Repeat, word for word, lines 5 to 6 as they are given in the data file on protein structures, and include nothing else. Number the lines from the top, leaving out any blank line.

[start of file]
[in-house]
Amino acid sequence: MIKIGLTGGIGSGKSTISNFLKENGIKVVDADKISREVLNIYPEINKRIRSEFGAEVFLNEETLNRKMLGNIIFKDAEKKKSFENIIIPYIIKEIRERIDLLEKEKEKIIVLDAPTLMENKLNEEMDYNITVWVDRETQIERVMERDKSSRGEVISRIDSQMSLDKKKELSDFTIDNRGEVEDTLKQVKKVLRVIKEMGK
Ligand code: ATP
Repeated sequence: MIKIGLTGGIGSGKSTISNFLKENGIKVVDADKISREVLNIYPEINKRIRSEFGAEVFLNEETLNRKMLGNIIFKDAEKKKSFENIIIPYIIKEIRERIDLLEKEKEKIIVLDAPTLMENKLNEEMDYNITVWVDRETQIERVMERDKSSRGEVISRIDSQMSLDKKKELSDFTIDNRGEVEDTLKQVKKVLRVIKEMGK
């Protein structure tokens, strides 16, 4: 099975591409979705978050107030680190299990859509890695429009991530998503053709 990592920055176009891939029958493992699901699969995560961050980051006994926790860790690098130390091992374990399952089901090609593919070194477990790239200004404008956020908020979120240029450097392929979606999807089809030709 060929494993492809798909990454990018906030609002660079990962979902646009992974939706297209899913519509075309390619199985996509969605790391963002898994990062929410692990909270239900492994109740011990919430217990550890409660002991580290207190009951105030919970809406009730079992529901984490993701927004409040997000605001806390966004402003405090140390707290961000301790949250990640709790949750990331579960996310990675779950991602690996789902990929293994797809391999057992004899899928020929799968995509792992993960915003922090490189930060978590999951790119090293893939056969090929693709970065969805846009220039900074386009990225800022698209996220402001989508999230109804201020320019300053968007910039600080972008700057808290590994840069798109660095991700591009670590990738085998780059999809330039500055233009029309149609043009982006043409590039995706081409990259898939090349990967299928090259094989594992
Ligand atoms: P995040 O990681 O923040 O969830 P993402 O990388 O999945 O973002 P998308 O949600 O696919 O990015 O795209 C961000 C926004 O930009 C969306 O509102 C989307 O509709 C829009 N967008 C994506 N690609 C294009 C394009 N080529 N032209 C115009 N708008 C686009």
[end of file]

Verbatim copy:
């Protein structure tokens, strides 16, 4: 099975591409979705978050107030680190299990859509890695429009991530998503053709 990592920055176009891939029958493992699901699969995560961050980051006994926790860790690098130390091992374990399952089901090609593919070194477990790239200004404008956020908020979120240029450097392929979606999807089809030709 060929494993492809798909990454990018906030609002660079990962979902646009992974939706297209899913519509075309390619199985996509969605790391963002898994990062929410692990909270239900492994109740011990919430217990550890409660002991580290207190009951105030919970809406009730079992529901984490993701927004409040997000605001806390966004402003405090140390707290961000301790949250990640709790949750990331579960996310990675779950991602690996789902990929293994797809391999057992004899899928020929799968995509792992993960915003922090490189930060978590999951790119090293893939056969090929693709970065969805846009220039900074386009990225800022698209996220402001989508999230109804201020320019300053968007910039600080972008700057808290590994840069798109660095991700591009670590990738085998780059999809330039500055233009029309149609043009982006043409590039995706081409990259898939090349990967299928090259094989594992
Ligand atoms: P995040 O990681 O923040 O969830 P993402 O990388 O999945 O973002 P998308 O949600 O696919 O990015 O795209 C961000 C926004 O930009 C969306 O509102 C989307 O509709 C829009 N967008 C994506 N690609 C294009 C394009 N080529 N032209 C115009 N708008 C686009």